Some examples plots that seaborn can create, if everything goes well

Three common seaborn difficulties

Explaining some aspects of using seaborn that most often confound newcomers

You (might) need to reformat your data

Seaborn’s plotting functions are most expressive when provided with a “tidy” long-form dataset. With data formatted this way, you can pass the full dataset and select the columns that you want to visualize by assigning the column names to different roles (x, y, hue, etc.).

A “messy” data table
A “messy” table representing a household budget.
A “tidy” data table, in long-form
The same budget, but represented in a “tidy” long-form table.
budget_long = budget.melt(
id_vars="Category",
var_name="Year",
value_name="Expense",
)
The rules that lineplot and boxplot use for wide-form data
There are many options for passing wide-form data, but different functions will interpret it differently.

There are two kinds of plotting functions

The second difficulty is typically encountered when you try to combine a seaborn plot with a matplotlib figure that has multiple axes.

plt.plot(x, y)  # Plots on the "current" axes, creating it if needed
f, axs = plt.subplots(ncols=2) # Creates a new figure with two axes
axs[0].plot(x, y) # Plots on the first axes of the new figure
plt.plot(x, y) # Plots on the second axes of the new figure
sns.lineplot(x=x, y=y)  # Plots on the "current" axes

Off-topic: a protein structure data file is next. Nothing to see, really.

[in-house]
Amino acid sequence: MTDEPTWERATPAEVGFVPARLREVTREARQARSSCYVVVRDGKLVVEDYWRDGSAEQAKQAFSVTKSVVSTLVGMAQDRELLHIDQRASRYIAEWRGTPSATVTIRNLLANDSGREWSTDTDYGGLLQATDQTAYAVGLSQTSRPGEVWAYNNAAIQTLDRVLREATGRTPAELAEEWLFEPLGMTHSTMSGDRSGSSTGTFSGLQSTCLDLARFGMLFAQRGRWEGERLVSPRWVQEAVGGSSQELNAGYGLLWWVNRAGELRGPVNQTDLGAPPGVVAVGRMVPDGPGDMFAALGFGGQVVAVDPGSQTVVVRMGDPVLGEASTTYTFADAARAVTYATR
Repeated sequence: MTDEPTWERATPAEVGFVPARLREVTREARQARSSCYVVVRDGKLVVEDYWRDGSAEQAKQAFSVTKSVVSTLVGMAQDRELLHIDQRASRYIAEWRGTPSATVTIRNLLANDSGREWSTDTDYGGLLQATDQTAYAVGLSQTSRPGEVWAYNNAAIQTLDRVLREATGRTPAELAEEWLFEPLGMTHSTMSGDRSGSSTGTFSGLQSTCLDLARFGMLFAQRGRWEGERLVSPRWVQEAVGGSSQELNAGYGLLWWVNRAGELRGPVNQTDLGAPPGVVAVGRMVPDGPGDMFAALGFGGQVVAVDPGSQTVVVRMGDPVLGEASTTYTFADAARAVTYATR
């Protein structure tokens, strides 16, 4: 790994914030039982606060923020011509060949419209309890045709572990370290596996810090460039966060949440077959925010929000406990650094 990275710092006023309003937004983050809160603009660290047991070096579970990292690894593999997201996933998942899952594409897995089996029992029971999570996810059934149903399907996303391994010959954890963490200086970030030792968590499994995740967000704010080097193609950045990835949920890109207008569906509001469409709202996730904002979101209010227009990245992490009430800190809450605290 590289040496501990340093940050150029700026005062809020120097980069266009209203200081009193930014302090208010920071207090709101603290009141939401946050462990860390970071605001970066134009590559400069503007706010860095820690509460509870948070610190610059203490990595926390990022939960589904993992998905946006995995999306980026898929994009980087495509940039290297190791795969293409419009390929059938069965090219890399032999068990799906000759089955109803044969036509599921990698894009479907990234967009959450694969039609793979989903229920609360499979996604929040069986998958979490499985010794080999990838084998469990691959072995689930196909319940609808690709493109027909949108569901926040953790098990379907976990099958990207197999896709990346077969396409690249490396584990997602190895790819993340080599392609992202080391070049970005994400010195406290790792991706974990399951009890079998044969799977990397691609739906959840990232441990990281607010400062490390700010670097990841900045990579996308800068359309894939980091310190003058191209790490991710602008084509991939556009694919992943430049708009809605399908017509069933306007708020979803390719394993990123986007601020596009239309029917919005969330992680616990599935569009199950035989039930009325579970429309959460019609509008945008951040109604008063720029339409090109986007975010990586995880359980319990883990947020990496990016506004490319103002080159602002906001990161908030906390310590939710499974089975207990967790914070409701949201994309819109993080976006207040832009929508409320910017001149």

f, axs = plt.subplots(ncols=2) # Creates a new figure
sns.lineplot(x=x, y=y, ax=axs[0]) # Plots on the first new axes
sns.lineplot(x=x, y=y) # Plots on the second new axes
f, ax = plt.subplots()
sns.displot(data, x="a", ax=ax)
sns.displot(data, x="b", ax=ax)

Categorical plots will always be categorical

Several seaborn functions specialize in creating plots where one of the axes corresponds to a categorical variable: a variable whose values do not (necessarily) bear a quantitative relationship to each other. Examples would include country of origin (which is both categorical and unordered) and age group (which is ordered, but still categorical). Such variables are often encoded with strings, and at the time these functions were created, matplotlib was not able to interpret string data. So the seaborn functions internally map from the data values to ordinal indices (0, 1, …, n), which are then passed to matplotlib.

Sensible output from pointplot with a numeric x variable
Sometimes it makes sense to make treat a numeric variable as categorical…
Nonsensical output from pointplot with a numeric x variable
…but other times, it makes a huge mess.
Nonsensical output when layering a lineplot onto a stripplot
The stripplot treats size as categorical, but the lineplot doesn’t, so the line is shifted to the right.

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Michael Waskom

Michael Waskom

174 Followers

Computational cognitive neuroscientist and creator of the seaborn data visualization library